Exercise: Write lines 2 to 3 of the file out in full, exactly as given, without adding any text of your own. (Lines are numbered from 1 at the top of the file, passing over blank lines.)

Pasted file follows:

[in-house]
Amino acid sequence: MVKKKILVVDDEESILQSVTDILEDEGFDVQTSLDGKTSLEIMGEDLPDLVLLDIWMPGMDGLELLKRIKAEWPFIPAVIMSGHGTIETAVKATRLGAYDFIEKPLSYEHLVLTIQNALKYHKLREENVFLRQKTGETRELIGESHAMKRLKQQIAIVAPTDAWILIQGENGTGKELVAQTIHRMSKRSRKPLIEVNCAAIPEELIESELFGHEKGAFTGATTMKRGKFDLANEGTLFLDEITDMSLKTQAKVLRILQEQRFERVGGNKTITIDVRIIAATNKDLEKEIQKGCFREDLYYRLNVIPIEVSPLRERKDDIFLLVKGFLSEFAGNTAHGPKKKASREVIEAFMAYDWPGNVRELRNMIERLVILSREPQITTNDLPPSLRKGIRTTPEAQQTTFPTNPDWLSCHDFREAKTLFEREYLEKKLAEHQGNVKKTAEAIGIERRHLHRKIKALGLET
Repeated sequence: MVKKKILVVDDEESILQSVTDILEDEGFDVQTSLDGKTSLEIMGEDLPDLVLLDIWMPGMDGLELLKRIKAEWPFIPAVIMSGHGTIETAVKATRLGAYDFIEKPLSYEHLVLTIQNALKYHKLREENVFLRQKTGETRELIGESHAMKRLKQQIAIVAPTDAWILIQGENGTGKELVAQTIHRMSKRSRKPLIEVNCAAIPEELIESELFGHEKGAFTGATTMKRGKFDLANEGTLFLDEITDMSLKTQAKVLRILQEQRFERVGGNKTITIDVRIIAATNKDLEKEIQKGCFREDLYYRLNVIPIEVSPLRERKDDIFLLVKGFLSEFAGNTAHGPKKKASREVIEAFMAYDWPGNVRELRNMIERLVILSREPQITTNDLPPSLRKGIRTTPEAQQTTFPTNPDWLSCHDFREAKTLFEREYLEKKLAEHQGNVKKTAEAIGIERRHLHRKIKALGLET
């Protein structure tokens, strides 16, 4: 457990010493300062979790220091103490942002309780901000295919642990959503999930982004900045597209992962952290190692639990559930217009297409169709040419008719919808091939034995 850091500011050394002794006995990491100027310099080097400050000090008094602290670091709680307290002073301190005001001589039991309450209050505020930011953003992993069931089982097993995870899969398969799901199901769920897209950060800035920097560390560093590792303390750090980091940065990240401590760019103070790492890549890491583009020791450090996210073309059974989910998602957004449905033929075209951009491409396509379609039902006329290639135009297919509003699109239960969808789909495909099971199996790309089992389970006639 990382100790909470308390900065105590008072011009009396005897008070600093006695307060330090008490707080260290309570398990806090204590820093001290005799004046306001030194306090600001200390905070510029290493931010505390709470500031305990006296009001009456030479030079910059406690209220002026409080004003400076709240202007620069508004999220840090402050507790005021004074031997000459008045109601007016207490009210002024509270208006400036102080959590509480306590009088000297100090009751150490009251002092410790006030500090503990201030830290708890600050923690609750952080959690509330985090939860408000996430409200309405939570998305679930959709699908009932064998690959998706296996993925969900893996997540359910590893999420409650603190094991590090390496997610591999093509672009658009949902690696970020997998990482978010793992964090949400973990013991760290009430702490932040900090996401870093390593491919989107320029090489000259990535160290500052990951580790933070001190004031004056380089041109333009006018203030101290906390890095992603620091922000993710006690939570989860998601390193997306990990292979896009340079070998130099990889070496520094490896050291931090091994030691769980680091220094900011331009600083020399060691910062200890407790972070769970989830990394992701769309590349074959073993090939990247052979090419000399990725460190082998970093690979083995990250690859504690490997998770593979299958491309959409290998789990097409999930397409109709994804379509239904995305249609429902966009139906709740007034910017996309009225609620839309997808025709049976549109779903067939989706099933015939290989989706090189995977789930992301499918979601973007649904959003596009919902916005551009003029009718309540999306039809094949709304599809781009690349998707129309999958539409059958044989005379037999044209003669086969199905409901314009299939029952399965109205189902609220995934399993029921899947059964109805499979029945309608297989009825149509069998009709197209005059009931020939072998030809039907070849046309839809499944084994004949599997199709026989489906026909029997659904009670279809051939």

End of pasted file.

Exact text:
Amino acid sequence: MVKKKILVVDDEESILQSVTDILEDEGFDVQTSLDGKTSLEIMGEDLPDLVLLDIWMPGMDGLELLKRIKAEWPFIPAVIMSGHGTIETAVKATRLGAYDFIEKPLSYEHLVLTIQNALKYHKLREENVFLRQKTGETRELIGESHAMKRLKQQIAIVAPTDAWILIQGENGTGKELVAQTIHRMSKRSRKPLIEVNCAAIPEELIESELFGHEKGAFTGATTMKRGKFDLANEGTLFLDEITDMSLKTQAKVLRILQEQRFERVGGNKTITIDVRIIAATNKDLEKEIQKGCFREDLYYRLNVIPIEVSPLRERKDDIFLLVKGFLSEFAGNTAHGPKKKASREVIEAFMAYDWPGNVRELRNMIERLVILSREPQITTNDLPPSLRKGIRTTPEAQQTTFPTNPDWLSCHDFREAKTLFEREYLEKKLAEHQGNVKKTAEAIGIERRHLHRKIKALGLET
Repeated sequence: MVKKKILVVDDEESILQSVTDILEDEGFDVQTSLDGKTSLEIMGEDLPDLVLLDIWMPGMDGLELLKRIKAEWPFIPAVIMSGHGTIETAVKATRLGAYDFIEKPLSYEHLVLTIQNALKYHKLREENVFLRQKTGETRELIGESHAMKRLKQQIAIVAPTDAWILIQGENGTGKELVAQTIHRMSKRSRKPLIEVNCAAIPEELIESELFGHEKGAFTGATTMKRGKFDLANEGTLFLDEITDMSLKTQAKVLRILQEQRFERVGGNKTITIDVRIIAATNKDLEKEIQKGCFREDLYYRLNVIPIEVSPLRERKDDIFLLVKGFLSEFAGNTAHGPKKKASREVIEAFMAYDWPGNVRELRNMIERLVILSREPQITTNDLPPSLRKGIRTTPEAQQTTFPTNPDWLSCHDFREAKTLFEREYLEKKLAEHQGNVKKTAEAIGIERRHLHRKIKALGLET